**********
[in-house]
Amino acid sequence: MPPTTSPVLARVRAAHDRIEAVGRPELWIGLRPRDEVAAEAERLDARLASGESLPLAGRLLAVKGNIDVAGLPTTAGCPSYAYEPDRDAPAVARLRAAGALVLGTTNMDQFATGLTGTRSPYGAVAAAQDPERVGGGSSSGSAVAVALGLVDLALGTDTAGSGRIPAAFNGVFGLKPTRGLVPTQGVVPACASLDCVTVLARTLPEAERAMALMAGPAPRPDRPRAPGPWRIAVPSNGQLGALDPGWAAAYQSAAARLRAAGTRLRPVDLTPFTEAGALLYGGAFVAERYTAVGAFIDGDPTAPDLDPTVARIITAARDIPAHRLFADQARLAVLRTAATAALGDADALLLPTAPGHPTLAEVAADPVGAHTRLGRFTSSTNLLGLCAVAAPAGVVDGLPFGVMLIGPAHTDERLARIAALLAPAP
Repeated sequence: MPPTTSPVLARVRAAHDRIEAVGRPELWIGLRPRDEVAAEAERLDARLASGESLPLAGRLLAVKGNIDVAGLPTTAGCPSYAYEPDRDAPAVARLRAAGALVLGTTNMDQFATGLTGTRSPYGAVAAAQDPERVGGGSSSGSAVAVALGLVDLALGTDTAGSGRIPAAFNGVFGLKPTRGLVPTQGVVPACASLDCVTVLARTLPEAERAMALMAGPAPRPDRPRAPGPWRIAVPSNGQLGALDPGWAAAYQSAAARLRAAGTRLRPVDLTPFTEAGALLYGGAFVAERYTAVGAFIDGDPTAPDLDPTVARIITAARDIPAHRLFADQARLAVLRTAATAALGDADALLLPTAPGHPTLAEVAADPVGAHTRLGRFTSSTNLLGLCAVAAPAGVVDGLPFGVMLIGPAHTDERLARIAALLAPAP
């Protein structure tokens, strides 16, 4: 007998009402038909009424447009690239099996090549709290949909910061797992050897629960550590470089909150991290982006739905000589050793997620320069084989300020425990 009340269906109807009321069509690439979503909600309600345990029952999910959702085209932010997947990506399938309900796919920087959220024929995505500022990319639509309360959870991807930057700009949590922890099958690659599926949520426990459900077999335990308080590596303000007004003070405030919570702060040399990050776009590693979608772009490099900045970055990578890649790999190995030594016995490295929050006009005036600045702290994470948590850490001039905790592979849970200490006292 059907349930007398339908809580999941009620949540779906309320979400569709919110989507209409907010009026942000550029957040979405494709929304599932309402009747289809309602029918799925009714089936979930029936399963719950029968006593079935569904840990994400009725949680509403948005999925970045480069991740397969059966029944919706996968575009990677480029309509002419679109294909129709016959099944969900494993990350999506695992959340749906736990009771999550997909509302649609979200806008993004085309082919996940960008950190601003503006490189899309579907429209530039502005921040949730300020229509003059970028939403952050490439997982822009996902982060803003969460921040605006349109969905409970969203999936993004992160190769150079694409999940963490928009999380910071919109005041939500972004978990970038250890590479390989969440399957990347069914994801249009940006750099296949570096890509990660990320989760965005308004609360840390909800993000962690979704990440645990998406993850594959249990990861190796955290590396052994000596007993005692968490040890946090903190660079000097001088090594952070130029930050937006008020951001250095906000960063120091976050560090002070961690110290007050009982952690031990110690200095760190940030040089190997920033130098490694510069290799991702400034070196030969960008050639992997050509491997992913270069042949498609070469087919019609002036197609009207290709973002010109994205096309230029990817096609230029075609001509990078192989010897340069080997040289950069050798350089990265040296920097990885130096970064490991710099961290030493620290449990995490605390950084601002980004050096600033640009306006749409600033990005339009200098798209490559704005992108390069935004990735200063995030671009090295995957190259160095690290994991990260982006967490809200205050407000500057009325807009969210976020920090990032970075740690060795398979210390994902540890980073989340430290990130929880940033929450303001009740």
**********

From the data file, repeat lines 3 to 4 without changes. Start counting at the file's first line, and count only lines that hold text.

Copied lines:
Repeated sequence: MPPTTSPVLARVRAAHDRIEAVGRPELWIGLRPRDEVAAEAERLDARLASGESLPLAGRLLAVKGNIDVAGLPTTAGCPSYAYEPDRDAPAVARLRAAGALVLGTTNMDQFATGLTGTRSPYGAVAAAQDPERVGGGSSSGSAVAVALGLVDLALGTDTAGSGRIPAAFNGVFGLKPTRGLVPTQGVVPACASLDCVTVLARTLPEAERAMALMAGPAPRPDRPRAPGPWRIAVPSNGQLGALDPGWAAAYQSAAARLRAAGTRLRPVDLTPFTEAGALLYGGAFVAERYTAVGAFIDGDPTAPDLDPTVARIITAARDIPAHRLFADQARLAVLRTAATAALGDADALLLPTAPGHPTLAEVAADPVGAHTRLGRFTSSTNLLGLCAVAAPAGVVDGLPFGVMLIGPAHTDERLARIAALLAPAP
């Protein structure tokens, strides 16, 4: 007998009402038909009424447009690239099996090549709290949909910061797992050897629960550590470089909150991290982006739905000589050793997620320069084989300020425990 009340269906109807009321069509690439979503909600309600345990029952999910959702085209932010997947990506399938309900796919920087959220024929995505500022990319639509309360959870991807930057700009949590922890099958690659599926949520426990459900077999335990308080590596303000007004003070405030919570702060040399990050776009590693979608772009490099900045970055990578890649790999190995030594016995490295929050006009005036600045702290994470948590850490001039905790592979849970200490006292 059907349930007398339908809580999941009620949540779906309320979400569709919110989507209409907010009026942000550029957040979405494709929304599932309402009747289809309602029918799925009714089936979930029936399963719950029968006593079935569904840990994400009725949680509403948005999925970045480069991740397969059966029944919706996968575009990677480029309509002419679109294909129709016959099944969900494993990350999506695992959340749906736990009771999550997909509302649609979200806008993004085309082919996940960008950190601003503006490189899309579907429209530039502005921040949730300020229509003059970028939403952050490439997982822009996902982060803003969460921040605006349109969905409970969203999936993004992160190769150079694409999940963490928009999380910071919109005041939500972004978990970038250890590479390989969440399957990347069914994801249009940006750099296949570096890509990660990320989760965005308004609360840390909800993000962690979704990440645990998406993850594959249990990861190796955290590396052994000596007993005692968490040890946090903190660079000097001088090594952070130029930050937006008020951001250095906000960063120091976050560090002070961690110290007050009982952690031990110690200095760190940030040089190997920033130098490694510069290799991702400034070196030969960008050639992997050509491997992913270069042949498609070469087919019609002036197609009207290709973002010109994205096309230029990817096609230029075609001509990078192989010897340069080997040289950069050798350089990265040296920097990885130096970064490991710099961290030493620290449990995490605390950084601002980004050096600033640009306006749409600033990005339009200098798209490559704005992108390069935004990735200063995030671009090295995957190259160095690290994991990260982006967490809200205050407000500057009325807009969210976020920090990032970075740690060795398979210390994902540890980073989340430290990130929880940033929450303001009740």